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Sand, Gravel and Stone

Community Newsletter Update
December 2003

Additional Information

The U.S. EPA has many public documents on the topic of water quality. For example, there is a recent document entitled "Drinking Water from Household Wells" (EPA 816-K-02-003, January 2002). This document and others are available for free from the EPA Office of Groundwater and Drinking Water. Inquiries can be made to the Safe Drinking Water Hotline (800) 426-4791, or documents can be viewed or downloaded from the EPA web site at:

http://water.epa.gov/drink/index.cfm

If you have any additional questions regarding the quality of private well-water, please contact the Cecil County Health Department at (410) 996-5160.

For further information about the MSGS Site, we encourage you to contact Trish Taylor, EPA Community Involvement Coordinator, at (800) 553-2509 and Debra Rossi, EPA Project Manager, at (215) 814-3228.

EPA's Administrative Record file for this Site may be viewed at:

http://www.epa.gov/arweb/

Background

Last fall, the Cecil County Health Department, in conjunction with the U.S. Environmental Protection Agency (EPA), offered free well-water tests for residents of the Paradise Pines neighborhood and other surrounding areas near the Maryland Sand, Gravel and Stone Superfund Site (MSGS Site). Though low levels of three chemicals were found in some wells, all residential wells met the Federal limits for drinking water set under the Safe Drinking Water Act. While the residential well sampling did not indicate a connection between these low levels and the MSGS Site, EPA asked the MSGS cooperating companies to further investigate the subsurface soils and groundwater primarily near the eastern edge of the Site. The companies agreed to conduct the investigation under an EPA-approved work plan.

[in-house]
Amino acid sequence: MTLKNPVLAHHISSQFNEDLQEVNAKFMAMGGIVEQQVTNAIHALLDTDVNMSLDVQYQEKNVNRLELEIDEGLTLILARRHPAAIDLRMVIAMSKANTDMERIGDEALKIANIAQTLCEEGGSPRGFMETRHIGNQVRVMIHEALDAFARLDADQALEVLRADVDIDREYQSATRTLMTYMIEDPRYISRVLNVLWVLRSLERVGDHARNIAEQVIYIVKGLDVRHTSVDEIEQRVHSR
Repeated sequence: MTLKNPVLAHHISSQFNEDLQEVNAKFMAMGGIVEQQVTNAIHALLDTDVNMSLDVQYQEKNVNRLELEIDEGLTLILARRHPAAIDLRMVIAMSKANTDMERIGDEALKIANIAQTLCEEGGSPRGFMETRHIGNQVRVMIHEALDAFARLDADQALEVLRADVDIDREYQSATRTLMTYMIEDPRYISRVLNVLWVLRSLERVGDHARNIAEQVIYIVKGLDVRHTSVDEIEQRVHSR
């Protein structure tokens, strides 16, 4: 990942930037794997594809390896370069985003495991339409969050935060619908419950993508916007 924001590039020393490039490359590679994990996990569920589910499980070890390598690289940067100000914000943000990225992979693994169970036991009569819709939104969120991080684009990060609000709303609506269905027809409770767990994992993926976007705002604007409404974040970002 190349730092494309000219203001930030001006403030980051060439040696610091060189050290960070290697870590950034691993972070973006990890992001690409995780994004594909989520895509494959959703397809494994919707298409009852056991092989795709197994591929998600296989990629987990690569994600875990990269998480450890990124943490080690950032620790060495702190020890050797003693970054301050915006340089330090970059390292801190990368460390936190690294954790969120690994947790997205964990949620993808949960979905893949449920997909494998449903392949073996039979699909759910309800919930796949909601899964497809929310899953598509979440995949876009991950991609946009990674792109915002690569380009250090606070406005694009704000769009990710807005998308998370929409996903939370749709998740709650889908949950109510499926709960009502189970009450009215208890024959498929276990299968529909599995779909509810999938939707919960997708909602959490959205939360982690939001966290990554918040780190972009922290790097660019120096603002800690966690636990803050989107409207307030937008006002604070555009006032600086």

Beneath the MSGS Site, groundwater is present in four layers - the Upper Sand, Middle Sand, Lower Sand and Bedrock aquifers. The Upper Sand, Middle Sand, and Lower Sand aquifers are part of a geological formation called the Potomac Group. The Upper Sand is the shallow aquifer (nearest to the earth's surface) and it ends near the edge of the Site. Although it is affected by Site contaminants, the shallow groundwater is being captured by extraction trenches and treated on-site. Beyond the Site, groundwater may include Potomac Group aquifers (such as the Middle Sand and Lower Sand) and Bedrock. Most residential water wells in the vicinity of the Site are located in the Lower Sand or Bedrock aquifers.